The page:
A conglomeration of snow, ice, and mountains, with Everest tucked inside snugly.

Returning from a bathroom break; check out the speed of her leg as she whips it over the barrier.

Then she dragged me to a mountain disco. The local music is terrific; it's melodious and soothing (giving away our ages.)

Scenes we find stunning, somewhere along the trail to Kala Patther peak.

Soft morning light 'softens' these rugged rocks; the clouds fill the valley.

Sun lights up Annapurna South.

Another of 'Fish Tail' in a broader context.

Stopping for hot tea (always a delight on the trek) and a little rest in another village, Thukla, with amazing views.

Down the rugged trail after leaving the village, sometimes a town, cross the glacial flow on long bridges usually swaying in the wind and then grind upwards as the towering mountains smile upon the little people, ant-like so far below the peaks as to be insignificant. And in a sense, they're correct. In a few years or decades, none of the 'ants' will remain but the mountains and land will prevail, unchanged and probably continue to look down observing the repeating activity. 'They never learn--what do they hope to achieve?' might be a peak thought. Then again, why should the peaks even bother as they anticipate their next covering in white, shining and fresh snow. There's little doubt the snow enhances these giants, covering their imperfections, not unlike make-up hiding blemishes.

The more we hike different parts of the world, the more humble we feel. We don't think the natural elements intend to humiliate us deliberately, but they sure do a good job. Yet, we have begun to understand the process and feel better for it. We are mere visitors come to meet the challenges offered by the mountains, to view their changing beauty and their interaction with other elements of the natural world, particularly the sun, snow, wind and rain. Add in birds and animals and one has an adequate, although not full complement of components.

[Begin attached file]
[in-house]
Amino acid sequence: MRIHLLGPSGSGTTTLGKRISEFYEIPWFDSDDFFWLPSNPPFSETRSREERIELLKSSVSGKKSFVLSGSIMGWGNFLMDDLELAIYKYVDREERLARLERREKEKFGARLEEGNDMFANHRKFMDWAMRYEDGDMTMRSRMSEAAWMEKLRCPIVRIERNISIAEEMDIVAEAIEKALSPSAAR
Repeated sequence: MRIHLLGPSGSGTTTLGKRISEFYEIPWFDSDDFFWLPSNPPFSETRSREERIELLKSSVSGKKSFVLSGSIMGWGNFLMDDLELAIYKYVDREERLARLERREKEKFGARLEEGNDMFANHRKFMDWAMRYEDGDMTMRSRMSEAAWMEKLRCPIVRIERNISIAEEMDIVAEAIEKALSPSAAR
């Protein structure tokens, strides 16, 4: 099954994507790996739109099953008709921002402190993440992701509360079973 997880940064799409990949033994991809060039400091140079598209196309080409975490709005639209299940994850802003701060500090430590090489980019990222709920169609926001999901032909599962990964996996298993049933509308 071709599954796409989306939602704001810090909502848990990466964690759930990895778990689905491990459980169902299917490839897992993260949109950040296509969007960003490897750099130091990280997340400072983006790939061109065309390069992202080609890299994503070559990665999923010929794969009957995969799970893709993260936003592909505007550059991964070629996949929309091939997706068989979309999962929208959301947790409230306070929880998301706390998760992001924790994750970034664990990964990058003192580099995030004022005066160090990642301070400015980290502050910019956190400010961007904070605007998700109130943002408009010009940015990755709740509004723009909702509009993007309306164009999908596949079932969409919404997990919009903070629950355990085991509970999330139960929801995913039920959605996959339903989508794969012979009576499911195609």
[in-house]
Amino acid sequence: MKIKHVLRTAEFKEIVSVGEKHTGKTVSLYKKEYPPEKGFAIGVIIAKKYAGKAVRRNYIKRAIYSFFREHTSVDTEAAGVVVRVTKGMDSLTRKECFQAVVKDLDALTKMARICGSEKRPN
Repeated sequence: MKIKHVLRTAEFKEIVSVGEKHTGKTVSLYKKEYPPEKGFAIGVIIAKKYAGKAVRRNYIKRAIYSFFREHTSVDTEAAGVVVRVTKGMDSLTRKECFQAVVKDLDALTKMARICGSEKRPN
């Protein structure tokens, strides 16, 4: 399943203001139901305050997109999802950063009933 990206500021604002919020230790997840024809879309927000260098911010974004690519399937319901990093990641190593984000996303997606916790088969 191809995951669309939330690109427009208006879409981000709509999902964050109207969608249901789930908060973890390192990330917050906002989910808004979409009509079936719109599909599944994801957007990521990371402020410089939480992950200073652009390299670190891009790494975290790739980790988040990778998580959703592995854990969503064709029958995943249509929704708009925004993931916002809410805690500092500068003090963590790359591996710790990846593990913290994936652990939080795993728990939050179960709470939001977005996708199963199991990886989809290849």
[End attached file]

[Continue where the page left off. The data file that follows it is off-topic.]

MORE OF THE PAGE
While we have enjoyed hiking experiences in many countries, and all countries have spectacular natural offerings, we would humbly suggest one's hiking experiences can never be fulfilled without spending time in the Himalayas. Without fear of contradiction, after only ten days on trails, every moment has been overpowering because of the sheer beauty, the overwhelming size and shapes of these staggering mountains, a surreal feeling that one is in a different place from planet Earth. We can understand, certainly borne out by history, a lurking danger abounds as the weather is unpredictable and subject to change on the proverbial dime. The threat of avalanches is real, earthquakes less so plus the issues of being at high altitudes keep one alert. We expect (hope) to reach 18,500 feet, some thousand feet above Everest Base Camp. (Fortunately, it came to pass.)

After 6 weeks on the trails and mountains, not only is our earlier comment about the quality of the Himalayas valid, it’s even more so. Each day exposes us to varying sights, trails and challenges. Funnily enough, it gets more exciting and interesting with each passing moment. Life is so dynamic that we never know what to expect and any change is likely to be sudden and impressionable.


Jenni and Jeffrey